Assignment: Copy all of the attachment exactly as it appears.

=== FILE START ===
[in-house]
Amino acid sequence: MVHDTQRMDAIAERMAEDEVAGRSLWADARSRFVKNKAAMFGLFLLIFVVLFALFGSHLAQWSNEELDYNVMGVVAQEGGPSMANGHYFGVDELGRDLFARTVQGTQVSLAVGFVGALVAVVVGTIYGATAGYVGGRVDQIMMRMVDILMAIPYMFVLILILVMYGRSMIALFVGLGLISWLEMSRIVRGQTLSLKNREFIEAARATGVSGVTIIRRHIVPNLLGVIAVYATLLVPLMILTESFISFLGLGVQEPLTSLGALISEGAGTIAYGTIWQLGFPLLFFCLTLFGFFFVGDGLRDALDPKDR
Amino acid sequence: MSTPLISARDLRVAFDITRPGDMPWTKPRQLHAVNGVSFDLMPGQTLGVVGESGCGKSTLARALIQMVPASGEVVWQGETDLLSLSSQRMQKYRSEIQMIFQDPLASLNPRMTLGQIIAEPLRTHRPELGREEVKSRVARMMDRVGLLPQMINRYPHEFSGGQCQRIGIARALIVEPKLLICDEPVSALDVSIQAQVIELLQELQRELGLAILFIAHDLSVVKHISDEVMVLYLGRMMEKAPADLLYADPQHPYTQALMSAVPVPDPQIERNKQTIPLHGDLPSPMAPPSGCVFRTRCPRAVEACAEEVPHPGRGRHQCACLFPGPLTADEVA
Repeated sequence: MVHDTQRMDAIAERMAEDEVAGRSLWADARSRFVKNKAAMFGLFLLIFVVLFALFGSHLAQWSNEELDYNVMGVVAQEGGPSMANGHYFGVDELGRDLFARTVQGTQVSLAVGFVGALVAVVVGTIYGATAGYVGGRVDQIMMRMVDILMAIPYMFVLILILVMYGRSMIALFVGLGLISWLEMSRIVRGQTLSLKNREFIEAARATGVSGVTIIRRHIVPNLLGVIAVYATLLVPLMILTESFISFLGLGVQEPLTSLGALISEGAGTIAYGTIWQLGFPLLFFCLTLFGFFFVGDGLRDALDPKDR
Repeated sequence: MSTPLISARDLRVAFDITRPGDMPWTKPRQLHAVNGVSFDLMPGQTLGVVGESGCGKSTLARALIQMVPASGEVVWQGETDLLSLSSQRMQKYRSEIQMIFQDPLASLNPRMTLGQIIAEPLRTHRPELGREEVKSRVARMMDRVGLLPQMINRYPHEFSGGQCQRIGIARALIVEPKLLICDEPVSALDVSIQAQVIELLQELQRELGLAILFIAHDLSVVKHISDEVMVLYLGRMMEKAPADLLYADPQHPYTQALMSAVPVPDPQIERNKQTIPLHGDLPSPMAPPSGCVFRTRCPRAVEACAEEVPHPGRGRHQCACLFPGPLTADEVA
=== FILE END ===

[in-house]
Amino acid sequence: MVHDTQRMDAIAERMAEDEVAGRSLWADARSRFVKNKAAMFGLFLLIFVVLFALFGSHLAQWSNEELDYNVMGVVAQEGGPSMANGHYFGVDELGRDLFARTVQGTQVSLAVGFVGALVAVVVGTIYGATAGYVGGRVDQIMMRMVDILMAIPYMFVLILILVMYGRSMIALFVGLGLISWLEMSRIVRGQTLSLKNREFIEAARATGVSGVTIIRRHIVPNLLGVIAVYATLLVPLMILTESFISFLGLGVQEPLTSLGALISEGAGTIAYGTIWQLGFPLLFFCLTLFGFFFVGDGLRDALDPKDR
Amino acid sequence: MSTPLISARDLRVAFDITRPGDMPWTKPRQLHAVNGVSFDLMPGQTLGVVGESGCGKSTLARALIQMVPASGEVVWQGETDLLSLSSQRMQKYRSEIQMIFQDPLASLNPRMTLGQIIAEPLRTHRPELGREEVKSRVARMMDRVGLLPQMINRYPHEFSGGQCQRIGIARALIVEPKLLICDEPVSALDVSIQAQVIELLQELQRELGLAILFIAHDLSVVKHISDEVMVLYLGRMMEKAPADLLYADPQHPYTQALMSAVPVPDPQIERNKQTIPLHGDLPSPMAPPSGCVFRTRCPRAVEACAEEVPHPGRGRHQCACLFPGPLTADEVA
Repeated sequence: MVHDTQRMDAIAERMAEDEVAGRSLWADARSRFVKNKAAMFGLFLLIFVVLFALFGSHLAQWSNEELDYNVMGVVAQEGGPSMANGHYFGVDELGRDLFARTVQGTQVSLAVGFVGALVAVVVGTIYGATAGYVGGRVDQIMMRMVDILMAIPYMFVLILILVMYGRSMIALFVGLGLISWLEMSRIVRGQTLSLKNREFIEAARATGVSGVTIIRRHIVPNLLGVIAVYATLLVPLMILTESFISFLGLGVQEPLTSLGALISEGAGTIAYGTIWQLGFPLLFFCLTLFGFFFVGDGLRDALDPKDR
Repeated sequence: MSTPLISARDLRVAFDITRPGDMPWTKPRQLHAVNGVSFDLMPGQTLGVVGESGCGKSTLARALIQMVPASGEVVWQGETDLLSLSSQRMQKYRSEIQMIFQDPLASLNPRMTLGQIIAEPLRTHRPELGREEVKSRVARMMDRVGLLPQMINRYPHEFSGGQCQRIGIARALIVEPKLLICDEPVSALDVSIQAQVIELLQELQRELGLAILFIAHDLSVVKHISDEVMVLYLGRMMEKAPADLLYADPQHPYTQALMSAVPVPDPQIERNKQTIPLHGDLPSPMAPPSGCVFRTRCPRAVEACAEEVPHPGRGRHQCACLFPGPLTADEVA